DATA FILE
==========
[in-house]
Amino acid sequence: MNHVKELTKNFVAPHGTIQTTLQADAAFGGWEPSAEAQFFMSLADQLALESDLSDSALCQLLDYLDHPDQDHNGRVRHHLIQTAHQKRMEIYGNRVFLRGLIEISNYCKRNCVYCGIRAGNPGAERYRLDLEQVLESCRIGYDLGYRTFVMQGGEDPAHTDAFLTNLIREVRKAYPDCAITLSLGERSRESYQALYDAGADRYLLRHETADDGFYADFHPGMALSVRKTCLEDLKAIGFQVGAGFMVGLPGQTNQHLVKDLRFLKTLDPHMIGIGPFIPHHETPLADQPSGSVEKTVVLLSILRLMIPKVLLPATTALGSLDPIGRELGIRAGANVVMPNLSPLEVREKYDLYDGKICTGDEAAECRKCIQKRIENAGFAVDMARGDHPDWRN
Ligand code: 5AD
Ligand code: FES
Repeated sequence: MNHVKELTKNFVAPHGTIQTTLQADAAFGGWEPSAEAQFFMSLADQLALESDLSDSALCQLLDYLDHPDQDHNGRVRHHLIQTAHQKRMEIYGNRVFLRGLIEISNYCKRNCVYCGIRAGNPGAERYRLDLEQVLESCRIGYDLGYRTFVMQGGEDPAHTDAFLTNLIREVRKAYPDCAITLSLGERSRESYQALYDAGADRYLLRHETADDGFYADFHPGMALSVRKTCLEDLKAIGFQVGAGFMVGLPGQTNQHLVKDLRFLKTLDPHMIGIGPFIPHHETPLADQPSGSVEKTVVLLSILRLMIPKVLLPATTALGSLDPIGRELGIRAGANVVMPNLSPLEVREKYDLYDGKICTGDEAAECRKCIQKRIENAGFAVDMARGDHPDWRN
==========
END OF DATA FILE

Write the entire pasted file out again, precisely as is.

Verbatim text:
[in-house]
Amino acid sequence: MNHVKELTKNFVAPHGTIQTTLQADAAFGGWEPSAEAQFFMSLADQLALESDLSDSALCQLLDYLDHPDQDHNGRVRHHLIQTAHQKRMEIYGNRVFLRGLIEISNYCKRNCVYCGIRAGNPGAERYRLDLEQVLESCRIGYDLGYRTFVMQGGEDPAHTDAFLTNLIREVRKAYPDCAITLSLGERSRESYQALYDAGADRYLLRHETADDGFYADFHPGMALSVRKTCLEDLKAIGFQVGAGFMVGLPGQTNQHLVKDLRFLKTLDPHMIGIGPFIPHHETPLADQPSGSVEKTVVLLSILRLMIPKVLLPATTALGSLDPIGRELGIRAGANVVMPNLSPLEVREKYDLYDGKICTGDEAAECRKCIQKRIENAGFAVDMARGDHPDWRN
Ligand code: 5AD
Ligand code: FES
Repeated sequence: MNHVKELTKNFVAPHGTIQTTLQADAAFGGWEPSAEAQFFMSLADQLALESDLSDSALCQLLDYLDHPDQDHNGRVRHHLIQTAHQKRMEIYGNRVFLRGLIEISNYCKRNCVYCGIRAGNPGAERYRLDLEQVLESCRIGYDLGYRTFVMQGGEDPAHTDAFLTNLIREVRKAYPDCAITLSLGERSRESYQALYDAGADRYLLRHETADDGFYADFHPGMALSVRKTCLEDLKAIGFQVGAGFMVGLPGQTNQHLVKDLRFLKTLDPHMIGIGPFIPHHETPLADQPSGSVEKTVVLLSILRLMIPKVLLPATTALGSLDPIGRELGIRAGANVVMPNLSPLEVREKYDLYDGKICTGDEAAECRKCIQKRIENAGFAVDMARGDHPDWRN